• Incorruptible Pure Pureness: Jamie has shades of this.
  • The Infiltration: After he saved the life of mob heir Noble Sanfino while in plainclothes at the beginning of season 2, he has occasionally gone undercover in the Sanfino organization.
  • Ivy League for Everyone: Jamie is a Harvard boy.
  • Knight in Shining Armor: Again, the idealistic child — he was inspired to join the NYPD not just because of Joe, but because of the examples of his dad and grandfather.
  • Limited Advancement Opportunities: Acknowledged In-Universe, because Frank is worried that any promotion Jamie receives will automatically be seen as nepotism, so for the moment he's still a beat cop, something he's not happy with especially since most of his Academy classmates have already made detective.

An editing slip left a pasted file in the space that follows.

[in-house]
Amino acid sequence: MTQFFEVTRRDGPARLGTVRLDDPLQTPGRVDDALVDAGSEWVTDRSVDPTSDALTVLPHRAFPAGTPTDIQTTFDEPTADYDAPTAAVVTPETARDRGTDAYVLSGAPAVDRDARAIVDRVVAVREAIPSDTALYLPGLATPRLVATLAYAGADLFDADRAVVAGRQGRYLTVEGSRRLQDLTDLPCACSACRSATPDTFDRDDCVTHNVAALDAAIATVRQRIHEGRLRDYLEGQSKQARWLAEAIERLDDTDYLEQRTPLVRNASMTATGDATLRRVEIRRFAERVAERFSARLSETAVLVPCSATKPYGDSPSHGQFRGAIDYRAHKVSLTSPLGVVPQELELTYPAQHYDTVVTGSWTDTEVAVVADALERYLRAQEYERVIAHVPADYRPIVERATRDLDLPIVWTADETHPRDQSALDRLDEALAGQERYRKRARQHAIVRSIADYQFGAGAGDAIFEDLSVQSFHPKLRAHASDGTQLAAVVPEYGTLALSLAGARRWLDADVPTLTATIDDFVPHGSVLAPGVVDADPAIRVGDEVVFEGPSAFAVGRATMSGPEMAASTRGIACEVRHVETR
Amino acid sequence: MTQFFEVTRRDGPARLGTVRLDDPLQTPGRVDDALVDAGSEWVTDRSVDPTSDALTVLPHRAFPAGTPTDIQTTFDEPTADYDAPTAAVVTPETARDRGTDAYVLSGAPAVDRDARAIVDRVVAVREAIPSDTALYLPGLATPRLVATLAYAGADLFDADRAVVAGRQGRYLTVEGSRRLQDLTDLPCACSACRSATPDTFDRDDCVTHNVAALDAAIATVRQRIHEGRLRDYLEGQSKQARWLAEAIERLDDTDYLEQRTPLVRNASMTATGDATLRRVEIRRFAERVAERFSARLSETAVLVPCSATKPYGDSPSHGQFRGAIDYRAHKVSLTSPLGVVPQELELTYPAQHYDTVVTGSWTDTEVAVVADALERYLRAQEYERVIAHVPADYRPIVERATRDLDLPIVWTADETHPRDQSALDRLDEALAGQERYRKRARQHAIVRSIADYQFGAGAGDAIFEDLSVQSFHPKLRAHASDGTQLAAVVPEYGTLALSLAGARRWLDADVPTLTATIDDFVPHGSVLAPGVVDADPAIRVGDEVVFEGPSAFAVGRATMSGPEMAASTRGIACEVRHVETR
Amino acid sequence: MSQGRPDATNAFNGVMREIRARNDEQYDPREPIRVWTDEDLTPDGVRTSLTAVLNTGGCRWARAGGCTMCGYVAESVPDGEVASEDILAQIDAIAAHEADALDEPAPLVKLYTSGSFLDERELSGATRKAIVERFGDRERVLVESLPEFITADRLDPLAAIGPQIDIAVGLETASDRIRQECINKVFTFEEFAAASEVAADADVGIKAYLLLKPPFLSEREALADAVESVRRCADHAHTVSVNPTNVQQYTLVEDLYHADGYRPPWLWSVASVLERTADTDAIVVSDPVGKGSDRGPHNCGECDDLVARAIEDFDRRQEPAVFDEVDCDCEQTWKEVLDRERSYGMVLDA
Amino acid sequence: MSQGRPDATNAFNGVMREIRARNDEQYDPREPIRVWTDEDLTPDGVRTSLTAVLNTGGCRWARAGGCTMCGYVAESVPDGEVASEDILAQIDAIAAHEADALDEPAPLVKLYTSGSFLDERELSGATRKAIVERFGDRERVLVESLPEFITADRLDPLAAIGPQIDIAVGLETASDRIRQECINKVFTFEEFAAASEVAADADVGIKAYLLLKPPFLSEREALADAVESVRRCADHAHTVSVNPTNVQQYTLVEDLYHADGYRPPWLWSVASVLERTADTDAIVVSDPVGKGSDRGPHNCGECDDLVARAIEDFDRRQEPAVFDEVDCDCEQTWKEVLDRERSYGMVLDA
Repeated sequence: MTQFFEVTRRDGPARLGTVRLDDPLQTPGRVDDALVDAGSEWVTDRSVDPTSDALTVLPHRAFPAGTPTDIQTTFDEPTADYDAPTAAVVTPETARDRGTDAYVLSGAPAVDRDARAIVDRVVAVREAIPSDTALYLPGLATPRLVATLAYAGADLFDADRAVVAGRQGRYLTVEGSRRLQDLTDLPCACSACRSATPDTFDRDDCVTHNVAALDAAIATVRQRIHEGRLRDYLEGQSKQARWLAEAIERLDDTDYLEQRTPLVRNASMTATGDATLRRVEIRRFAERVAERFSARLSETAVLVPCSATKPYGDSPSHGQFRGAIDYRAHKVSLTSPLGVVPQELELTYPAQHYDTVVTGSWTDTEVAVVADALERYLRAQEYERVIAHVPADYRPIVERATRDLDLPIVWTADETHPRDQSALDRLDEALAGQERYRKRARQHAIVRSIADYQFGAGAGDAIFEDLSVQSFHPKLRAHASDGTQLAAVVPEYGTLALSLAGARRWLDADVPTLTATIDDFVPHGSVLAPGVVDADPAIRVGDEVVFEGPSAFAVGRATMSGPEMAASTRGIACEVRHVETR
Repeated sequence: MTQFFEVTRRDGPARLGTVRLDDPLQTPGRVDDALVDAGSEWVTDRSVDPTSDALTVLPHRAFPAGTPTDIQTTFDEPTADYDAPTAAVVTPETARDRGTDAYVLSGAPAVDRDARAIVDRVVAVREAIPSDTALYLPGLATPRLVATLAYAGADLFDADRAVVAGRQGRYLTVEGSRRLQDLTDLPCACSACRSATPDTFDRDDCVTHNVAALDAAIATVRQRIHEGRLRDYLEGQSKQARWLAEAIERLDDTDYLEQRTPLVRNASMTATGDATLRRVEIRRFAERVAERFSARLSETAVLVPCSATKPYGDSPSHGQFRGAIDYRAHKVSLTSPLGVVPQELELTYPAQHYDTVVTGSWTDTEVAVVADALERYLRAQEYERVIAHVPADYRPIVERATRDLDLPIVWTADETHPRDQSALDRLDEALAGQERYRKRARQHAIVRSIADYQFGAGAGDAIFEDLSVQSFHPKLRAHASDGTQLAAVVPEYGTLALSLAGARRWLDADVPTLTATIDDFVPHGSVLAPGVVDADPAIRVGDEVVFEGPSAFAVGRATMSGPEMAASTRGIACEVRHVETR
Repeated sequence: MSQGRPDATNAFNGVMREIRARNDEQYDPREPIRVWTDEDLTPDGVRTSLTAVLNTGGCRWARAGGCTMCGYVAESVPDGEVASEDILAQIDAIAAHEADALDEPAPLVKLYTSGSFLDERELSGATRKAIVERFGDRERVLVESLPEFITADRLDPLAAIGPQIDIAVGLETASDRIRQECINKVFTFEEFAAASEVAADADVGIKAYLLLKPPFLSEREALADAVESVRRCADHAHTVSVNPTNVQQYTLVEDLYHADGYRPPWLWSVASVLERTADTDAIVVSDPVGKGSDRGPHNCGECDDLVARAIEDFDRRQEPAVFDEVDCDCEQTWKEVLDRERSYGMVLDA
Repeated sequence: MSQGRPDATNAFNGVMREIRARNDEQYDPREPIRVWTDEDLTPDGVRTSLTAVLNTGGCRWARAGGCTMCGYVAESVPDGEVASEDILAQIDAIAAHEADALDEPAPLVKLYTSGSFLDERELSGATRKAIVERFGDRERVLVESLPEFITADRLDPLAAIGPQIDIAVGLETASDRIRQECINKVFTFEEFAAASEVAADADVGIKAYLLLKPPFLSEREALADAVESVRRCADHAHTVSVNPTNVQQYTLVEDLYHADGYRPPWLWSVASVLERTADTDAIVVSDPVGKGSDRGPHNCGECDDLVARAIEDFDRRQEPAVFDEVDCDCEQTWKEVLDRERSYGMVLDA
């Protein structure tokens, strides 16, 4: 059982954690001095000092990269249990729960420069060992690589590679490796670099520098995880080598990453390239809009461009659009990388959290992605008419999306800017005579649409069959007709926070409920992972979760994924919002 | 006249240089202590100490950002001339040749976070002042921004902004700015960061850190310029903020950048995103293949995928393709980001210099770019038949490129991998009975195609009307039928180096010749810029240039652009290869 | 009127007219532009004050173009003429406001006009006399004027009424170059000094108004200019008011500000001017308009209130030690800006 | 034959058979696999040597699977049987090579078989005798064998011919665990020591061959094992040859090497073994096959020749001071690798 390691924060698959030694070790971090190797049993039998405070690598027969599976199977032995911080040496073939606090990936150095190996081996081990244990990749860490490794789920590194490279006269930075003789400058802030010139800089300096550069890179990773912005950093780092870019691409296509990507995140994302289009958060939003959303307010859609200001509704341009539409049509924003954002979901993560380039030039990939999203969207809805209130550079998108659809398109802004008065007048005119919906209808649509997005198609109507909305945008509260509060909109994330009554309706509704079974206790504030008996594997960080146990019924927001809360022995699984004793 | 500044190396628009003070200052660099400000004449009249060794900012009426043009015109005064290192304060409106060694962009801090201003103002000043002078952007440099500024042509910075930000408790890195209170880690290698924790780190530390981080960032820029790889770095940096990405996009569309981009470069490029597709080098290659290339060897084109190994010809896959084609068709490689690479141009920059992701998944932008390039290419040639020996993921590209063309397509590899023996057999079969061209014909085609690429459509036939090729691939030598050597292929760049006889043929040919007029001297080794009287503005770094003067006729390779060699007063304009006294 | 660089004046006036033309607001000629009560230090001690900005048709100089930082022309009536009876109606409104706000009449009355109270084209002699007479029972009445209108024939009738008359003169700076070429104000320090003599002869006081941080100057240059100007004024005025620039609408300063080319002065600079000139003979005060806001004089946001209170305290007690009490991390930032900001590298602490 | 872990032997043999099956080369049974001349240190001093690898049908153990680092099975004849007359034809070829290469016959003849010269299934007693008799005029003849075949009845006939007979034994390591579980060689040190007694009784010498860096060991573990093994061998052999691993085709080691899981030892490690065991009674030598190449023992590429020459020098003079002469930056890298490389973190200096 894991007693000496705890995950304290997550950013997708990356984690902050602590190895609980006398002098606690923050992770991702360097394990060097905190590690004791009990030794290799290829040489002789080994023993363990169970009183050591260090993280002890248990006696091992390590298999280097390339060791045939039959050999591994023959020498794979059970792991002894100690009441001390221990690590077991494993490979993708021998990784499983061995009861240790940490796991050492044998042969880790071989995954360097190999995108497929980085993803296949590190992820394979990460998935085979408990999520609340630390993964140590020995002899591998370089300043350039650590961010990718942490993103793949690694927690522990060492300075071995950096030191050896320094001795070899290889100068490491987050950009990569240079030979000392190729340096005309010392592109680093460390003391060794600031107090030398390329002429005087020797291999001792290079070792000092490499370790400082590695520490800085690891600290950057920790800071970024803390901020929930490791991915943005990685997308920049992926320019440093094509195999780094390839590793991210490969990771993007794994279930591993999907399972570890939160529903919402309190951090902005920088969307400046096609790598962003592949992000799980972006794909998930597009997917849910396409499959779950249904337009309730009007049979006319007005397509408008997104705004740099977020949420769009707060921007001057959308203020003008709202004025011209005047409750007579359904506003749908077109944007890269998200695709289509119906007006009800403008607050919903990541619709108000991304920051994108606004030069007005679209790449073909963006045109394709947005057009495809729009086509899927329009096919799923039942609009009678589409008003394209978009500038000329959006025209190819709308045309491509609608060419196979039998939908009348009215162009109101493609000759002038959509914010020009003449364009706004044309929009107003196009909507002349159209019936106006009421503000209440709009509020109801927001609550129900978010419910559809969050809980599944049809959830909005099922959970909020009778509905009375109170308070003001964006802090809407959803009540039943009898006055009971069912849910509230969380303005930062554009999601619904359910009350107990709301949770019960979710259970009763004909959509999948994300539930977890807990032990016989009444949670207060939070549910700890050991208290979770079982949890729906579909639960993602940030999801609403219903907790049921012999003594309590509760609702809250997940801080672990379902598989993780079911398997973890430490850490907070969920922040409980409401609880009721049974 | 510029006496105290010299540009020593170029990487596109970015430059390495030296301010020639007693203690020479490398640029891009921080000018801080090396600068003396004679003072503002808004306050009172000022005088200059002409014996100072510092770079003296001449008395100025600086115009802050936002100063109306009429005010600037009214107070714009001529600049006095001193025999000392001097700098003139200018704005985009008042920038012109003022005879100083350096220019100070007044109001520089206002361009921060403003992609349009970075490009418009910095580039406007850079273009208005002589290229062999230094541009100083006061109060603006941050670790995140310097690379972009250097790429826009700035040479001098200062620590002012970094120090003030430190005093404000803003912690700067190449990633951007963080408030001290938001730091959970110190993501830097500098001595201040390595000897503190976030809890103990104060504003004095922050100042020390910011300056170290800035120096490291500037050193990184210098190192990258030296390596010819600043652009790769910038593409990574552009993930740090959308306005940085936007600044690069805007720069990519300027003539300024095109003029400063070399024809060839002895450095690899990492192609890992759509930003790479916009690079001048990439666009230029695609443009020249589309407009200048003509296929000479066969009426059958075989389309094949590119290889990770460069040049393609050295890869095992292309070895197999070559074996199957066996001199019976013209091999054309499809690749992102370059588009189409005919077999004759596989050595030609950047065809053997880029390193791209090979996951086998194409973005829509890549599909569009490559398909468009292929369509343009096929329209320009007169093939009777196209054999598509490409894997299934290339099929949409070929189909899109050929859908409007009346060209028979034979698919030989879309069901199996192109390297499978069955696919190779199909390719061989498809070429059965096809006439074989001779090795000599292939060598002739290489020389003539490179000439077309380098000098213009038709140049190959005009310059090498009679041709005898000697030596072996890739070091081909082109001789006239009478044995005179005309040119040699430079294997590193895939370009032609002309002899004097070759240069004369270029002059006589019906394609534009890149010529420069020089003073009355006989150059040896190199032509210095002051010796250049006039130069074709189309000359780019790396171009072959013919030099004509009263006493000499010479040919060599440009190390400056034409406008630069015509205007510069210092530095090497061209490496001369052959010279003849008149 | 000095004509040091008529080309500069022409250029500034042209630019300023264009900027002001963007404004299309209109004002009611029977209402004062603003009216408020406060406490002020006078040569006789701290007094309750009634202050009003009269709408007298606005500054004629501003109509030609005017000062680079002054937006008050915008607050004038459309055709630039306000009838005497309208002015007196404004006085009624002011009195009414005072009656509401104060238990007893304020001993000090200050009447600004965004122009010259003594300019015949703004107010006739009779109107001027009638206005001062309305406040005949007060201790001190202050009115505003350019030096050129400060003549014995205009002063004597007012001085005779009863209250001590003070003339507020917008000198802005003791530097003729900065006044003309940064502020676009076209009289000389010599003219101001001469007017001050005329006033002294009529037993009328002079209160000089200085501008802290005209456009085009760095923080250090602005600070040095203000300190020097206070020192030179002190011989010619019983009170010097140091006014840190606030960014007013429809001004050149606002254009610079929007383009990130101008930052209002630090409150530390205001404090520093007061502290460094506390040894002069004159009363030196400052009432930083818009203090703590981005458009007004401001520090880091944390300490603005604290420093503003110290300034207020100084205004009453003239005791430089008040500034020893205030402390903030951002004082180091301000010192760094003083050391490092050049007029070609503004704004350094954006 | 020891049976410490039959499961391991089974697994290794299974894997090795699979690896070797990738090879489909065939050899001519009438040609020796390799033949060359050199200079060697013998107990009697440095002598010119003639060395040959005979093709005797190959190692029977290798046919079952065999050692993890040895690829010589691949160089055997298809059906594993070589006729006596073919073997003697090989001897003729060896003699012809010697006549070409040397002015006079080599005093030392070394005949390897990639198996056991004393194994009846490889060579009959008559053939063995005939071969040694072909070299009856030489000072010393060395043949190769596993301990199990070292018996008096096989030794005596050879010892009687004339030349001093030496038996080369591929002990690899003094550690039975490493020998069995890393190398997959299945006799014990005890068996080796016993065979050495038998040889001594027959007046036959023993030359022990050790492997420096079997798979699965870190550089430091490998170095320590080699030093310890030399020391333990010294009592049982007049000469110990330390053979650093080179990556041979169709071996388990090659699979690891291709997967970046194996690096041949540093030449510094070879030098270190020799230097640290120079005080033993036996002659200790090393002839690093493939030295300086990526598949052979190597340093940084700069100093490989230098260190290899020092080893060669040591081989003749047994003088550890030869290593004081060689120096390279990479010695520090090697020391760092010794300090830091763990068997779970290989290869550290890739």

• Love Cannot Overcome: Jamie's girlfriend left him because she couldn't stand loving a cop with Chronic Hero Syndrome.
  • The McCoy
  • New Meat: Much of the focus on him is his professional and personal growth as a cop.
  • Nice Guy: Is even called "the patient one" by the rest of his family.
  • Old Cop, Young Cop: He's the Young Cop with Renzulli, but as if to specifically highlight his Character Development, he's the Old Cop with his season 4 partner Eddie Janko, a rookie.
  • Only Known by Their Nickname: His full first name is apparently "Jamison".
  • Screw the Rules, I'm Doing What's Right: Jaime has no problem arguing with or outright disobeying superior officers if he feels it's the right thing to do. Unfortunately this why he has an undeserved reputation as Entitled Bastard.